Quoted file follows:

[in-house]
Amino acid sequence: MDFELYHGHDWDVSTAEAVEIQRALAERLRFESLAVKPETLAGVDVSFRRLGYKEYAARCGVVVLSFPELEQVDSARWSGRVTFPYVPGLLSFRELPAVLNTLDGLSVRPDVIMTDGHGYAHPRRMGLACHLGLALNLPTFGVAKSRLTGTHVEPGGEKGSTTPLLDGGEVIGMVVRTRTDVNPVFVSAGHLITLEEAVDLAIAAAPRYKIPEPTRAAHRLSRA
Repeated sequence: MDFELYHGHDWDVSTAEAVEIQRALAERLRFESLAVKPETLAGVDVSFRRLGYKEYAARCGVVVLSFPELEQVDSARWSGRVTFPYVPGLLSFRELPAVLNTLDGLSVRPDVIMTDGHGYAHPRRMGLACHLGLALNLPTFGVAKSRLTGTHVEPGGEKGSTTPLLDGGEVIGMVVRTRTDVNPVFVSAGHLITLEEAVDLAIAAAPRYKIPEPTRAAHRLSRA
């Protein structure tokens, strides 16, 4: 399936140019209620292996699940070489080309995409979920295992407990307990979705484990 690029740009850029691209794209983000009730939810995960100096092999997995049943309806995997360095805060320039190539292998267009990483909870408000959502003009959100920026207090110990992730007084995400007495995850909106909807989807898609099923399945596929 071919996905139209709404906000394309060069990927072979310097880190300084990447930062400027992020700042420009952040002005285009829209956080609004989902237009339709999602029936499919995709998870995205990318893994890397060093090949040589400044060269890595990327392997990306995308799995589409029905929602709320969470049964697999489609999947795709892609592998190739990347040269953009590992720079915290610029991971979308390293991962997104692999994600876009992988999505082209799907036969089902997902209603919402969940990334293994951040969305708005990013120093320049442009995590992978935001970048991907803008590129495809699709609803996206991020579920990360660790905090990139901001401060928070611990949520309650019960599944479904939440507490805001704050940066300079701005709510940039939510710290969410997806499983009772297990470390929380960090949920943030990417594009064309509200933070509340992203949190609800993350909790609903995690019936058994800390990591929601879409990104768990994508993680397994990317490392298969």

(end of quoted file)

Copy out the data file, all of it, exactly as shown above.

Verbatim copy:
[in-house]
Amino acid sequence: MDFELYHGHDWDVSTAEAVEIQRALAERLRFESLAVKPETLAGVDVSFRRLGYKEYAARCGVVVLSFPELEQVDSARWSGRVTFPYVPGLLSFRELPAVLNTLDGLSVRPDVIMTDGHGYAHPRRMGLACHLGLALNLPTFGVAKSRLTGTHVEPGGEKGSTTPLLDGGEVIGMVVRTRTDVNPVFVSAGHLITLEEAVDLAIAAAPRYKIPEPTRAAHRLSRA
Repeated sequence: MDFELYHGHDWDVSTAEAVEIQRALAERLRFESLAVKPETLAGVDVSFRRLGYKEYAARCGVVVLSFPELEQVDSARWSGRVTFPYVPGLLSFRELPAVLNTLDGLSVRPDVIMTDGHGYAHPRRMGLACHLGLALNLPTFGVAKSRLTGTHVEPGGEKGSTTPLLDGGEVIGMVVRTRTDVNPVFVSAGHLITLEEAVDLAIAAAPRYKIPEPTRAAHRLSRA
């Protein structure tokens, strides 16, 4: 399936140019209620292996699940070489080309995409979920295992407990307990979705484990 690029740009850029691209794209983000009730939810995960100096092999997995049943309806995997360095805060320039190539292998267009990483909870408000959502003009959100920026207090110990992730007084995400007495995850909106909807989807898609099923399945596929 071919996905139209709404906000394309060069990927072979310097880190300084990447930062400027992020700042420009952040002005285009829209956080609004989902237009339709999602029936499919995709998870995205990318893994890397060093090949040589400044060269890595990327392997990306995308799995589409029905929602709320969470049964697999489609999947795709892609592998190739990347040269953009590992720079915290610029991971979308390293991962997104692999994600876009992988999505082209799907036969089902997902209603919402969940990334293994951040969305708005990013120093320049442009995590992978935001970048991907803008590129495809699709609803996206991020579920990360660790905090990139901001401060928070611990949520309650019960599944479904939440507490805001704050940066300079701005709510940039939510710290969410997806499983009772297990470390929380960090949920943030990417594009064309509200933070509340992203949190609800993350909790609903995690019936058994800390990591929601879409990104768990994508993680397994990317490392298969």